A Texas man is still in recovery a week-and-a-half after he was bitten by a rattlesnake he had already beheaded.
Jennifer Sutcliffe's husband was reportedly bitten by the beheaded snake on May 27 at his home near Lake Corpus Christi. Sutcliffe says her husband quickly took his shovel and cut off the snake's head. Snakes can still bite and inject venom for up to two hours after being decapitated.
According to the station, the man immediately began having seizures, lost his vision and began experiencing internal bleeding.
But his condition deteriorated so badly that an ambulance had to meet him en route, and he was later life-flighted to a hospital.
"A normal person who is going to get bit is going to get two to four doses of antivenom", his wife said.
More than a week later, the man is in stable condition, but still showing signs of weakened kidney function due to the shocking bite.More news: Apple Announces macOS 10.14 Mojave With Dark Mode, Dynamic Desktop, Stacks, More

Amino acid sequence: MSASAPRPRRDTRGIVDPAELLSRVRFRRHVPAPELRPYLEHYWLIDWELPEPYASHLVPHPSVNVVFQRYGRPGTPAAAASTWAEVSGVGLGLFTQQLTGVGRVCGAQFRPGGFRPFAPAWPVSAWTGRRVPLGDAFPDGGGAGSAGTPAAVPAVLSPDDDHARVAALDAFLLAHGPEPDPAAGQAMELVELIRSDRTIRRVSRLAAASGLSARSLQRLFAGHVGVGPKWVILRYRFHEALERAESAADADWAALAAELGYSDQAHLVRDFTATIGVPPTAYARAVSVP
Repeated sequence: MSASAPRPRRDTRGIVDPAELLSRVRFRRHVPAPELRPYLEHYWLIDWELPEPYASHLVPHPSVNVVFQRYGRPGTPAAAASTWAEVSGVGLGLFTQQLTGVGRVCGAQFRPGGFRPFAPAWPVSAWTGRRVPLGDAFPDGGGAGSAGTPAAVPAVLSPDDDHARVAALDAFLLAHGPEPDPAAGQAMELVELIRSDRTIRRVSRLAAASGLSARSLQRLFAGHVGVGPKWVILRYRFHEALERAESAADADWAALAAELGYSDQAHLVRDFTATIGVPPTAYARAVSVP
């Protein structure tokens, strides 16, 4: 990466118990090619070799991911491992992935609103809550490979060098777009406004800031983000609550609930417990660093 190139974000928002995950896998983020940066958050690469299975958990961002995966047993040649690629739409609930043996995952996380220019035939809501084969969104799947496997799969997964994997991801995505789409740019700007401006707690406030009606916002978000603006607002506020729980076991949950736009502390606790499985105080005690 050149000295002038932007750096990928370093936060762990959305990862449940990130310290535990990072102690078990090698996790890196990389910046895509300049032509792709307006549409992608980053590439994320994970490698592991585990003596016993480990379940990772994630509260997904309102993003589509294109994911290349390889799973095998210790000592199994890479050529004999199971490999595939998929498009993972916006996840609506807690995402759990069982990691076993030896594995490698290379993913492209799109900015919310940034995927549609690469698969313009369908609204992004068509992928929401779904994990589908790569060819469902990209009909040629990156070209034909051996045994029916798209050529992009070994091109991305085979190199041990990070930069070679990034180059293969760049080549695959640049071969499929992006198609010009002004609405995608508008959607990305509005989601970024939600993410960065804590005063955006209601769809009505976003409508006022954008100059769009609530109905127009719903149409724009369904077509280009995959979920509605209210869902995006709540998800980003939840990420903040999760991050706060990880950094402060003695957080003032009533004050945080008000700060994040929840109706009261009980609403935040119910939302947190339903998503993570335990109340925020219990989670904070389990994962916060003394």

He was eventually airlifted to Christus Spohn Shoreline Hospital, she said.
"I heard him screaming that it had bit him", said Jennifer, who was in the house at the time. "He got all of the snake's venom in the bite". In fact, he said, "If you left the dead head there long enough the venom would degrade".
The Australian man from the Queensland town of Bundaberg was raking leaves in his yard with his toddler granddaughter when he spotted the snake.
For venomous snakes, such as cobras and rattlesnakes, biting is one of the reflexes that can be activated in the brain even hours after the animal dies, Beaupré told Live Science. He's now in stable condition.